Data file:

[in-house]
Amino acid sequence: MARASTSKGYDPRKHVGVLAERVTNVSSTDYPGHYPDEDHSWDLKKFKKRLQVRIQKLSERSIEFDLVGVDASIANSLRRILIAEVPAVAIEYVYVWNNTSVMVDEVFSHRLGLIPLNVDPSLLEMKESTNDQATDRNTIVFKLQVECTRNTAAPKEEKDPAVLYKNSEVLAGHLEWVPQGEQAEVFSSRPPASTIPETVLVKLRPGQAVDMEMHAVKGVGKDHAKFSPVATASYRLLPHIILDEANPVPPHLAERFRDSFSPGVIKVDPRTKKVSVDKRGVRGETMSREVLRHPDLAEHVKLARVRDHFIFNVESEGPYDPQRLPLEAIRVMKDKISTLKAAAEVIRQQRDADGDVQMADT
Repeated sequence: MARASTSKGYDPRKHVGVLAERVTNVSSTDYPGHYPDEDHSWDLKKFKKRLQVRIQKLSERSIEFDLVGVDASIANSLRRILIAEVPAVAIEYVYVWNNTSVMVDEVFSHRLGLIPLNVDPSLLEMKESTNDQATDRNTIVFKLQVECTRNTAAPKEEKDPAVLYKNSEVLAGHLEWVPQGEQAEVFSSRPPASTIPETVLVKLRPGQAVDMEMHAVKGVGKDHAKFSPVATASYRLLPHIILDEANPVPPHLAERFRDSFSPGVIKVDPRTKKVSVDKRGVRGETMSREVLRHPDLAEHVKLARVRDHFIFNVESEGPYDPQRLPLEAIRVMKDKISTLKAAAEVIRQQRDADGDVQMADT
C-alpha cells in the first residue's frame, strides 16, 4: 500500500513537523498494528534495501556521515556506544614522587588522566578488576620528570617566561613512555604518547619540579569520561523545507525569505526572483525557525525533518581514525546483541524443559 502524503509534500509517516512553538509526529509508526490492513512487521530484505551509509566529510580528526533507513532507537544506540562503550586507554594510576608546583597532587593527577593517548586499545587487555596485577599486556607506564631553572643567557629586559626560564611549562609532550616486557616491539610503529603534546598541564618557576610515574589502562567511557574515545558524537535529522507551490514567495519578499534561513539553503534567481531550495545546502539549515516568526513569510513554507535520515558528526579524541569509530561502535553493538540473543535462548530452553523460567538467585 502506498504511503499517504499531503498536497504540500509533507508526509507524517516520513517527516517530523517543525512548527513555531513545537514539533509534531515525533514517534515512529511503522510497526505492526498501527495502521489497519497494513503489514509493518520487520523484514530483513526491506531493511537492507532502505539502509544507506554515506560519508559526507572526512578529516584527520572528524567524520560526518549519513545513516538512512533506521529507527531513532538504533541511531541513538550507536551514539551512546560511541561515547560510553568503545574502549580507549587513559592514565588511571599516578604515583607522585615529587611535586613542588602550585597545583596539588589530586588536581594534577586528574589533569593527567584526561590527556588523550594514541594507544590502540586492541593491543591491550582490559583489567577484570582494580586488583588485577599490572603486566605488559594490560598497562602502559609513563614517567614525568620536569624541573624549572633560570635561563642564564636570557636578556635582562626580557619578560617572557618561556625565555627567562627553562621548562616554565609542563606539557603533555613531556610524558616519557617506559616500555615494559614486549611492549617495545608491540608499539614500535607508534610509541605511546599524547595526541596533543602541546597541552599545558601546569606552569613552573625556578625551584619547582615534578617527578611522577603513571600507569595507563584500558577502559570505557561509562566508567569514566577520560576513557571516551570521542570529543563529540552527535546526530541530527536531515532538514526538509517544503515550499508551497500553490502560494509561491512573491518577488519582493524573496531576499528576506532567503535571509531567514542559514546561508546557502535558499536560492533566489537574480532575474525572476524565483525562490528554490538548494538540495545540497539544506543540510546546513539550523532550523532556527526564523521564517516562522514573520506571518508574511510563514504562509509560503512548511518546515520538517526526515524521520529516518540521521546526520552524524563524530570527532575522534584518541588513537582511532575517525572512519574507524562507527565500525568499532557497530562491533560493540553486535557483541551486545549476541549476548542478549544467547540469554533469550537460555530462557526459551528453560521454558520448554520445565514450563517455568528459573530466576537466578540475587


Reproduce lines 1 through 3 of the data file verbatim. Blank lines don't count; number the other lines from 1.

[in-house]
Amino acid sequence: MARASTSKGYDPRKHVGVLAERVTNVSSTDYPGHYPDEDHSWDLKKFKKRLQVRIQKLSERSIEFDLVGVDASIANSLRRILIAEVPAVAIEYVYVWNNTSVMVDEVFSHRLGLIPLNVDPSLLEMKESTNDQATDRNTIVFKLQVECTRNTAAPKEEKDPAVLYKNSEVLAGHLEWVPQGEQAEVFSSRPPASTIPETVLVKLRPGQAVDMEMHAVKGVGKDHAKFSPVATASYRLLPHIILDEANPVPPHLAERFRDSFSPGVIKVDPRTKKVSVDKRGVRGETMSREVLRHPDLAEHVKLARVRDHFIFNVESEGPYDPQRLPLEAIRVMKDKISTLKAAAEVIRQQRDADGDVQMADT
Repeated sequence: MARASTSKGYDPRKHVGVLAERVTNVSSTDYPGHYPDEDHSWDLKKFKKRLQVRIQKLSERSIEFDLVGVDASIANSLRRILIAEVPAVAIEYVYVWNNTSVMVDEVFSHRLGLIPLNVDPSLLEMKESTNDQATDRNTIVFKLQVECTRNTAAPKEEKDPAVLYKNSEVLAGHLEWVPQGEQAEVFSSRPPASTIPETVLVKLRPGQAVDMEMHAVKGVGKDHAKFSPVATASYRLLPHIILDEANPVPPHLAERFRDSFSPGVIKVDPRTKKVSVDKRGVRGETMSREVLRHPDLAEHVKLARVRDHFIFNVESEGPYDPQRLPLEAIRVMKDKISTLKAAAEVIRQQRDADGDVQMADT